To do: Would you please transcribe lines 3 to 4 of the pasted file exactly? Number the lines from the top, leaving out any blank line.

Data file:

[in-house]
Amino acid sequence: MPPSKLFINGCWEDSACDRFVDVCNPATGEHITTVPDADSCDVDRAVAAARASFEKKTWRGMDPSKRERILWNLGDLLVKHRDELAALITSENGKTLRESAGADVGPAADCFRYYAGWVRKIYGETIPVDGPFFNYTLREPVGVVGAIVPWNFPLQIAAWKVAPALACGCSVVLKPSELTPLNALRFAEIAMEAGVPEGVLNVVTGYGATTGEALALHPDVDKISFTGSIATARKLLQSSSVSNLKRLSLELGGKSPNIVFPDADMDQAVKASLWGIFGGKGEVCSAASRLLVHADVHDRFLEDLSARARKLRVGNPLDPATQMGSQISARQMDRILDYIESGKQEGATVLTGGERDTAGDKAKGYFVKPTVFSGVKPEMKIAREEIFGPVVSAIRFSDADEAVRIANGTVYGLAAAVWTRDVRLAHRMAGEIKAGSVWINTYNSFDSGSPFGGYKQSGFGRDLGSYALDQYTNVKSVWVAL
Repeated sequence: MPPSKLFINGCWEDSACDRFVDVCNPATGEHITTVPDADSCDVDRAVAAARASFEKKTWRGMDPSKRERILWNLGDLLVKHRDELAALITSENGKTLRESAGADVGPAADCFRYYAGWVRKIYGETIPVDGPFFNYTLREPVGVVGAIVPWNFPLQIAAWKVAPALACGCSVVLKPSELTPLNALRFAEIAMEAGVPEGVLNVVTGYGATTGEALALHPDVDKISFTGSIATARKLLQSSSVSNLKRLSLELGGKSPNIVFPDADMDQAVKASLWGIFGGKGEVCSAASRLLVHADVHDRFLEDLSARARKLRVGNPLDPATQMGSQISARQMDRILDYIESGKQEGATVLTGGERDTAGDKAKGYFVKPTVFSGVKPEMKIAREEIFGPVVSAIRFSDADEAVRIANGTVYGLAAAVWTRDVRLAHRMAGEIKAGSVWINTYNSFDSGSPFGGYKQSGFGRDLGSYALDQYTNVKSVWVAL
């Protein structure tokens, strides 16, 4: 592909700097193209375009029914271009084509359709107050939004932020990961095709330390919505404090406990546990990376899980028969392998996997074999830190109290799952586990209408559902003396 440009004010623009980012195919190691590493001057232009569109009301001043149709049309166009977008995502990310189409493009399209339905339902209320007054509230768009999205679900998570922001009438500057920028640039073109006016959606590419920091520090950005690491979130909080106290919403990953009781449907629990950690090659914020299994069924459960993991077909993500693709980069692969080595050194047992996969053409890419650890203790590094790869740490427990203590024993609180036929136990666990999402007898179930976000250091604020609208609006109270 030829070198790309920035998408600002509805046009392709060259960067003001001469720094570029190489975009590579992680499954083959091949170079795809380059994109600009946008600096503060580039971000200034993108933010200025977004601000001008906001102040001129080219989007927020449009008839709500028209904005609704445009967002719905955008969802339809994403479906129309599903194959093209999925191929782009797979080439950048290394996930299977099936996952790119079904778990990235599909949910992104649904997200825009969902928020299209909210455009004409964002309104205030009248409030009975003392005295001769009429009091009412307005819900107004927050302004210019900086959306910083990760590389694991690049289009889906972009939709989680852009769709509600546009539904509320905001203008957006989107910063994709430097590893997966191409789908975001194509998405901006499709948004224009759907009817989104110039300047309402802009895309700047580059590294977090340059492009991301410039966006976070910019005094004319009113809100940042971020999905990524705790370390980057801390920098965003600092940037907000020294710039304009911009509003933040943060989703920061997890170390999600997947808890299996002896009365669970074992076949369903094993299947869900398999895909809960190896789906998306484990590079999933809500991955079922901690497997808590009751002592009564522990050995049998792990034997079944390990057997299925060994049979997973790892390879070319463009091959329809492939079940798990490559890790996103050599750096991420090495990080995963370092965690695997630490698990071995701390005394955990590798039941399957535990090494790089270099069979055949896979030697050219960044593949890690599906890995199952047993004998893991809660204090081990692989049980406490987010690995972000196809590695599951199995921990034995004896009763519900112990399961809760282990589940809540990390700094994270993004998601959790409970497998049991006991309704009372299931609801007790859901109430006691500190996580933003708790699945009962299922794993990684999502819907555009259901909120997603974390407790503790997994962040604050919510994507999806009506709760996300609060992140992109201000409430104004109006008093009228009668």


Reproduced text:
Repeated sequence: MPPSKLFINGCWEDSACDRFVDVCNPATGEHITTVPDADSCDVDRAVAAARASFEKKTWRGMDPSKRERILWNLGDLLVKHRDELAALITSENGKTLRESAGADVGPAADCFRYYAGWVRKIYGETIPVDGPFFNYTLREPVGVVGAIVPWNFPLQIAAWKVAPALACGCSVVLKPSELTPLNALRFAEIAMEAGVPEGVLNVVTGYGATTGEALALHPDVDKISFTGSIATARKLLQSSSVSNLKRLSLELGGKSPNIVFPDADMDQAVKASLWGIFGGKGEVCSAASRLLVHADVHDRFLEDLSARARKLRVGNPLDPATQMGSQISARQMDRILDYIESGKQEGATVLTGGERDTAGDKAKGYFVKPTVFSGVKPEMKIAREEIFGPVVSAIRFSDADEAVRIANGTVYGLAAAVWTRDVRLAHRMAGEIKAGSVWINTYNSFDSGSPFGGYKQSGFGRDLGSYALDQYTNVKSVWVAL
């Protein structure tokens, strides 16, 4: 592909700097193209375009029914271009084509359709107050939004932020990961095709330390919505404090406990546990990376899980028969392998996997074999830190109290799952586990209408559902003396 440009004010623009980012195919190691590493001057232009569109009301001043149709049309166009977008995502990310189409493009399209339905339902209320007054509230768009999205679900998570922001009438500057920028640039073109006016959606590419920091520090950005690491979130909080106290919403990953009781449907629990950690090659914020299994069924459960993991077909993500693709980069692969080595050194047992996969053409890419650890203790590094790869740490427990203590024993609180036929136990666990999402007898179930976000250091604020609208609006109270 030829070198790309920035998408600002509805046009392709060259960067003001001469720094570029190489975009590579992680499954083959091949170079795809380059994109600009946008600096503060580039971000200034993108933010200025977004601000001008906001102040001129080219989007927020449009008839709500028209904005609704445009967002719905955008969802339809994403479906129309599903194959093209999925191929782009797979080439950048290394996930299977099936996952790119079904778990990235599909949910992104649904997200825009969902928020299209909210455009004409964002309104205030009248409030009975003392005295001769009429009091009412307005819900107004927050302004210019900086959306910083990760590389694991690049289009889906972009939709989680852009769709509600546009539904509320905001203008957006989107910063994709430097590893997966191409789908975001194509998405901006499709948004224009759907009817989104110039300047309402802009895309700047580059590294977090340059492009991301410039966006976070910019005094004319009113809100940042971020999905990524705790370390980057801390920098965003600092940037907000020294710039304009911009509003933040943060989703920061997890170390999600997947808890299996002896009365669970074992076949369903094993299947869900398999895909809960190896789906998306484990590079999933809500991955079922901690497997808590009751002592009564522990050995049998792990034997079944390990057997299925060994049979997973790892390879070319463009091959329809492939079940798990490559890790996103050599750096991420090495990080995963370092965690695997630490698990071995701390005394955990590798039941399957535990090494790089270099069979055949896979030697050219960044593949890690599906890995199952047993004998893991809660204090081990692989049980406490987010690995972000196809590695599951199995921990034995004896009763519900112990399961809760282990589940809540990390700094994270993004998601959790409970497998049991006991309704009372299931609801007790859901109430006691500190996580933003708790699945009962299922794993990684999502819907555009259901909120997603974390407790503790997994962040604050919510994507999806009506709760996300609060992140992109201000409430104004109006008093009228009668």